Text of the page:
How Insurance Linked Securities can potentially improve the diversification in an institutional portfolio.

Traditionally, natural catastrophe risk from events such as hurricanes and earthquakes has been underwritten and largely retained by insurance and reinsurance companies. The traditional approach has been a transfer of the risk from the generally smaller balance sheets of primary insurance companies, to the larger, more global balance sheets of reinsurers. Over recent decades, this has been changing. In pursuit of capital efficiency and better solvency, the insurance industry has been offloading these risks and the associated premiums to increasingly receptive capital markets, via various types of Insurance-Linked Securities (ILS).

In this paper, we describe the characteristics of ILS and their usefulness to institutional investors. We show that adding a particular type of ILS, Industry Loss Warranties (ILWs), to typical endowment, pension and insurance portfolios would have led to an improvement in risk-adjusted returns and resilience to tail market scenarios, while conforming to the usual constraints and regulatory requirements faced by these investors. We also explain why ILWs may present some unique advantages among all ILS types.

Executive Summary

  • Today’s institutional investors face some common challenges: the current credit cycle has experienced a very long extension; sovereign spreads are generally tight but have become volatile in some countries; balance sheet tail risks are increasing; and the search for yield has driven investors into more illiquid alternative asset classes.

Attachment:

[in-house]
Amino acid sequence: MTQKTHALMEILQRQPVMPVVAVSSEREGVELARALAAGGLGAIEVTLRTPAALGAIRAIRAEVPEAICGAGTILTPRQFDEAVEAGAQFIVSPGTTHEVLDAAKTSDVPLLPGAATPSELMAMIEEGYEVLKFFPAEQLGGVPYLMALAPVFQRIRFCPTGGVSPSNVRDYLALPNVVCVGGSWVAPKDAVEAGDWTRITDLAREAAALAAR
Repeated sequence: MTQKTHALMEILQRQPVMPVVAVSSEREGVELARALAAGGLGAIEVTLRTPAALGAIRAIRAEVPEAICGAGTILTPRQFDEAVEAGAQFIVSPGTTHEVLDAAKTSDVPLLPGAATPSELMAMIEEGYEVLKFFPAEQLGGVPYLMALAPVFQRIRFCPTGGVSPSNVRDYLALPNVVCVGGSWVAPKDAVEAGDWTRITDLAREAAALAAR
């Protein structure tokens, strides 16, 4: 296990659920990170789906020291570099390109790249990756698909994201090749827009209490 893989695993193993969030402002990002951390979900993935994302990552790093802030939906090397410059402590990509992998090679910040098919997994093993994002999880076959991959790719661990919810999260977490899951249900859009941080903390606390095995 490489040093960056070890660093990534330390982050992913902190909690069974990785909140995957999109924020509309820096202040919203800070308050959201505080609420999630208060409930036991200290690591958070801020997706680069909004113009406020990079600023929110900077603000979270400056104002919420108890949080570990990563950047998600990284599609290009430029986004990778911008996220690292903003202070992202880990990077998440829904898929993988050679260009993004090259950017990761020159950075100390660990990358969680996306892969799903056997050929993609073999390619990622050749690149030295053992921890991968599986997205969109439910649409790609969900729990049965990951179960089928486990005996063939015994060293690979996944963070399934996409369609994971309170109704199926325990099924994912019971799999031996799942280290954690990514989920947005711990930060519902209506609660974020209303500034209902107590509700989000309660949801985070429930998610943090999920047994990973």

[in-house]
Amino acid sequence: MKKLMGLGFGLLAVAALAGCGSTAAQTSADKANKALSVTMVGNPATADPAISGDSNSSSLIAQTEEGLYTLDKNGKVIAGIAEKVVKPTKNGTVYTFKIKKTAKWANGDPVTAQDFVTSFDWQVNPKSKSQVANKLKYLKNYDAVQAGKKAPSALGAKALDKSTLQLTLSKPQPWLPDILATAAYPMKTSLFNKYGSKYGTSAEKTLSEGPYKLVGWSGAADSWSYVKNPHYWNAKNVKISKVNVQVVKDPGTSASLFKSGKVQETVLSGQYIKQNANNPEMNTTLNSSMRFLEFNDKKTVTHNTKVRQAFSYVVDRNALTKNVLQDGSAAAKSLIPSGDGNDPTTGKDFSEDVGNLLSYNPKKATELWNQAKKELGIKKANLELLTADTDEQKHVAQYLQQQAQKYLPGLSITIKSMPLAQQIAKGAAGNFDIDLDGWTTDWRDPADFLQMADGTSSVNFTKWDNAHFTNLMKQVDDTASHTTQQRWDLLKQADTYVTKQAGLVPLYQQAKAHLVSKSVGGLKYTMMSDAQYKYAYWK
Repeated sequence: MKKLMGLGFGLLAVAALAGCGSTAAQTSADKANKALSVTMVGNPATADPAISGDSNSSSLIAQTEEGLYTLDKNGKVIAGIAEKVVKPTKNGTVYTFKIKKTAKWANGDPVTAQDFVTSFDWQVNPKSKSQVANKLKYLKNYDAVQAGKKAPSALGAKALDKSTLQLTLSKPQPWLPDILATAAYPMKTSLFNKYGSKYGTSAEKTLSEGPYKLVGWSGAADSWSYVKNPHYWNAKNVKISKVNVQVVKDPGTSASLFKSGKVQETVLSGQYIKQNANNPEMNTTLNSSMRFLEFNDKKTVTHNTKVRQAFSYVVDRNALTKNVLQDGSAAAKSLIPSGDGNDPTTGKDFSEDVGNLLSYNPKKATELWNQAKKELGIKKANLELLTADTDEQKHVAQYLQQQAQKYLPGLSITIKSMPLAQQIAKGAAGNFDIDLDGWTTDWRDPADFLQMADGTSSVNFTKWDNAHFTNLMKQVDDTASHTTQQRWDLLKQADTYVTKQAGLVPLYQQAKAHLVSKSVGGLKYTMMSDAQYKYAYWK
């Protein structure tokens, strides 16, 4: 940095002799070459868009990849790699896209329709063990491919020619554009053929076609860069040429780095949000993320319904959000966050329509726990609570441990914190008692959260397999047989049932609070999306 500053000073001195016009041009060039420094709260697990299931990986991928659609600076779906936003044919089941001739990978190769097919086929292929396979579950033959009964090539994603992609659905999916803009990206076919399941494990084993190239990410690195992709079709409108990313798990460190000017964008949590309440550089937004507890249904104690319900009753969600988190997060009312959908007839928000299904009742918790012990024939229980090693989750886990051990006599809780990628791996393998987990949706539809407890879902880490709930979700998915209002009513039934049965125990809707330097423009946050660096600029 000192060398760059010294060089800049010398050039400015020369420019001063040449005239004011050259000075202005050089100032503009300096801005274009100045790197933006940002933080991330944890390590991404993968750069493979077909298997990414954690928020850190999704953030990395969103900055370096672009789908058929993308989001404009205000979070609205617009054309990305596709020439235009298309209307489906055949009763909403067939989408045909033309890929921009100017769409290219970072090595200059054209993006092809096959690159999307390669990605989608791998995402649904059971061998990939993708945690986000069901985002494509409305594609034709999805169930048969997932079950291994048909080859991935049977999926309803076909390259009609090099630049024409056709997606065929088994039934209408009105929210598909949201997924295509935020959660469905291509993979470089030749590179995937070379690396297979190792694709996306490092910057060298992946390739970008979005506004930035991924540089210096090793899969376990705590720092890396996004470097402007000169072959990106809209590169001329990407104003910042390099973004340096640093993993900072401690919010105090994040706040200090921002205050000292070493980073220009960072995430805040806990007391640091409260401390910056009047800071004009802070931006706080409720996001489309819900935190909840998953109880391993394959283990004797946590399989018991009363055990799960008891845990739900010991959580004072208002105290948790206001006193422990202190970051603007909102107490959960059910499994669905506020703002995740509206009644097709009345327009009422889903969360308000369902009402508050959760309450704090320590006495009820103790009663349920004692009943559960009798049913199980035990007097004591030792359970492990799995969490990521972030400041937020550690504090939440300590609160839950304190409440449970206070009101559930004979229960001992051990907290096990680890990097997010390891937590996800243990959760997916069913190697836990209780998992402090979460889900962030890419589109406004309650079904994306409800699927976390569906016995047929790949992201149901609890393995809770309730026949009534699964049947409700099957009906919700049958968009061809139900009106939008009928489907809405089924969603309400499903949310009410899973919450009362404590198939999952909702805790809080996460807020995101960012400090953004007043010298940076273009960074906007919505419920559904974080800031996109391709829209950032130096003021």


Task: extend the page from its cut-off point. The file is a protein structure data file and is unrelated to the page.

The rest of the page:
• Traditionally, natural catastrophe risk has been the domain of the insurance and reinsurance industries. In recent decades, however, the capital markets have begun taking on a greater role in natural catastrophe risk, in the form of ILS.
  • We believe Insurance-Linked Securities (ILS) provide genuine diversification from traditional asset classes and offer attractive risk-adjusted returns.
  • In our view, the rapid growth of the ILS market reflects the potential benefits they bring to both sides of the equation: freeing up solvency capital for insurers while providing a diversified source of return for investors.
  • We focus on one particular type of ILS, so-called Industry Loss Warranties (ILWs), which are short-duration, small ticket-size, privately negotiated contracts that are based on standardized indices rather than specific indemnities. They offer portfolio construction agility and ease of deployment for institutional investors.
  • We show that adding ILWs to models of typical endowment and pension portfolios would have improved their balance sheet efficiency and reduced their exposure to credit cycles and sovereign spreads, while conforming to their objectives and constraints.
  • We also explain why we think ILWs may be a viable choice for insurance investors: their transparency and easy-to-understand nature make it easy to incorporate them into an insurance capital model and have their use approved by the regulator. In particular, they provide a strong source of long-term solvency stability improvement.

Diversification: ILWs Hit Their Allocation Cap in a Volatility-Optimized Portfolio at All Levels of Target Return

Source: Bloomberg, Neuberger Berman analysis. The charts show results for a portfolio optimized for target return versus volatility, with allocation caps of 30% for each sub-portfolio, except for listed equities (capped at 80%), total illiquid assets (50%), cash (3%) and ILWs (capped at 15% of the overall portfolio). For illustrative purposes only. Based on a hypothetical backtested model between October 2002 and October 2018. Please see important disclosures at the end of this paper.